When permanent water is traded, the buyer is only purchasing the right to use a specific volume of water on an annual basis. If the dams are empty the buyer has purchased air space in a dam or virtual water. When the dams are full the buyer will receive 100% of the quantity of water purchased, this is real water. The allocation percentage therefore relates directly to how full the dam is and at best it is 100% of what was purchased and at worst no water at all. High security water nearly always delivers 100% of the water purchased and conversely low security water hardly ever delivers the volume purchased. Victorian agriculture uses mainly high security water although there is real evidence that this is no longer the case with the onset of climate change. Over the last 100 years the Eildon dam has not delivered 100% allocation to irrigators on just five occasions, four of these occasions have been in the last six years. The Victorian water grid is based on water sourced from the Eildon dam. The latest connection is the Goldfields Superpipe supplying the rural cities of Bendigo and Ballarat.
The Goldfields Superpipe and associated infrastructure was built at a cost of more than $280 million but it remains essentially dry because the water purchased by water authorities has the same security as in the agricultural sector. The 9% allocation means that of the 20 billion litres of water purchased by Ballarat and Bendigo, less than 2 billion litres of water will be for use this year.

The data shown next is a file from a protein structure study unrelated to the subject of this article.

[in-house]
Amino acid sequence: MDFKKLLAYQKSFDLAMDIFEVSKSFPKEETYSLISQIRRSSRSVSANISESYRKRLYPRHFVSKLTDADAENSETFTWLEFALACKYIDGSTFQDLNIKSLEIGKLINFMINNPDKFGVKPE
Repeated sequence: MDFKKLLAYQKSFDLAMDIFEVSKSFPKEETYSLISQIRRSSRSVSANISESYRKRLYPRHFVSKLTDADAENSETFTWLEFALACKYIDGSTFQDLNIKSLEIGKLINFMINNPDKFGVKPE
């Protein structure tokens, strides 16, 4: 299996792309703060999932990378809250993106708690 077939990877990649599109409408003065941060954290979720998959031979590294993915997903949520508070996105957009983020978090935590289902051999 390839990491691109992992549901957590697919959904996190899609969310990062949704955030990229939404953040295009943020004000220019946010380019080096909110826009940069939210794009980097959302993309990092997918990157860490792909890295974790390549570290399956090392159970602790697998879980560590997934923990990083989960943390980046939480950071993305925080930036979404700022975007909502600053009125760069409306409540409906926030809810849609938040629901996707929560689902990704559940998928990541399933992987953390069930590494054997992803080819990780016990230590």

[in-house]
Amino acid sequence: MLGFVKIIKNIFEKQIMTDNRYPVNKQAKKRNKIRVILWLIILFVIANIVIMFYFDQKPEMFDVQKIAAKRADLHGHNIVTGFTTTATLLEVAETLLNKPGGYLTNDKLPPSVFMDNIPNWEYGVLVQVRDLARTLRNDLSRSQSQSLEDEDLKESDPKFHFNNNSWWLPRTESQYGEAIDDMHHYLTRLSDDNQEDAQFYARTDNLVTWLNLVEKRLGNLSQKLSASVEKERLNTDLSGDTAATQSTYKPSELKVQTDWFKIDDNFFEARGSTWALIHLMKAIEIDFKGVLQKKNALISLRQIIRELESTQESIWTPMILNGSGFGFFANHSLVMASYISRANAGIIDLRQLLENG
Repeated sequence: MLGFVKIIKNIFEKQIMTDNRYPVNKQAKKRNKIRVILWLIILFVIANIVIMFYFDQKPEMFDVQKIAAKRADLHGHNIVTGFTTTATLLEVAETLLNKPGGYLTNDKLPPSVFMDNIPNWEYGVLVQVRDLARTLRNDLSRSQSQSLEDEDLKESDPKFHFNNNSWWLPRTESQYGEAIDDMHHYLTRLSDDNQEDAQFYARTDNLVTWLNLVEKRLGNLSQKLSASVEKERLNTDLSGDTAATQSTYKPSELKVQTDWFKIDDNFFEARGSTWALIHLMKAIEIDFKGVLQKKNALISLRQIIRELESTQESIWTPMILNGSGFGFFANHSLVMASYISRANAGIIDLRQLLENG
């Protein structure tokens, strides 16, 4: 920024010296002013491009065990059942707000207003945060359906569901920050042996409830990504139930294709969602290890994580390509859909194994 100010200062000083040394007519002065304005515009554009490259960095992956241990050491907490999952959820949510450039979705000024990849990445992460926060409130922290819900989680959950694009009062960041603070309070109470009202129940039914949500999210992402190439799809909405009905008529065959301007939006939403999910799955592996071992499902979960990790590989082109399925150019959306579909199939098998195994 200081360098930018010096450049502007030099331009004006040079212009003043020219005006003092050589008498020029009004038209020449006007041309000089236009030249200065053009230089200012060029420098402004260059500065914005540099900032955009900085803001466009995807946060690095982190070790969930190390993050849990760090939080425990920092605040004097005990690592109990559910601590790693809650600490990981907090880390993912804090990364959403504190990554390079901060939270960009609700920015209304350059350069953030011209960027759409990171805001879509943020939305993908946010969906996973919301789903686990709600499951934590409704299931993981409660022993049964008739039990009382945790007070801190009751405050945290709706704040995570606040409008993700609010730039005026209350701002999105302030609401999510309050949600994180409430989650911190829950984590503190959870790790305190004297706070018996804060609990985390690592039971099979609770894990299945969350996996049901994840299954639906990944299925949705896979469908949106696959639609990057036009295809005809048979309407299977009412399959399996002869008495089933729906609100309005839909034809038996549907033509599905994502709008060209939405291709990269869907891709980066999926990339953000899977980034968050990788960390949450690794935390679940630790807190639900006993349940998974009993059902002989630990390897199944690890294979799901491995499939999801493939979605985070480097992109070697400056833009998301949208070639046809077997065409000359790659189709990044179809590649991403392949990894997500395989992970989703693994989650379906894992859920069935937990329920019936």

The Goldfields Superpipe experience represents a historic and fundamental change for urban authorities. For the first time urban water security is linked with rural water supply. Urban populations are suffering the same fate as irrigators and the environment.
The Victorian Government is creating water markets forcing rural and urban populations to compete for water. The outcome of this competition will be determined by the relative political and financial strength of each sector. Last year the temporary price of water hit a record high of $1,200 per ML when Adelaide entered the market. The market dramatically fell to just $400 per ML weeks after Adelaide and horticulturalists stopped buying. There was no doubt about the effect of competition.
The problem that we are all facing is that high security water has been very much less secure over the last twelve years. The editor of the Bendigo Weekly has suggested Bendigo purchase more water than is needed to improve the City’s water security. The futility of this approach parallels Penny Wong’s experience. The Federal Government has just spent $50 million for a cited 28 billion litres; just enough to fill several swimming pools of water was available to contribute to the Murray Darling Basin.
Ballarat and Bendigo are looking for 38 billion litres of water from the Superpipe. With water allocations from the Goulburn standing at 9% they will need to purchase 420 billion litres of water entitlement to receive their objective of 38 billion litres of water.
Of course in wetter times when less water is needed, hoarded “virtual” water materializes into “real” water. Perhaps this could be sold through the water market offsetting costs to urban water authorities and possibly government coffers. The temptation urban water authorities have to over secure supply will effectively lock away vast amounts of water from both irrigators and the environment.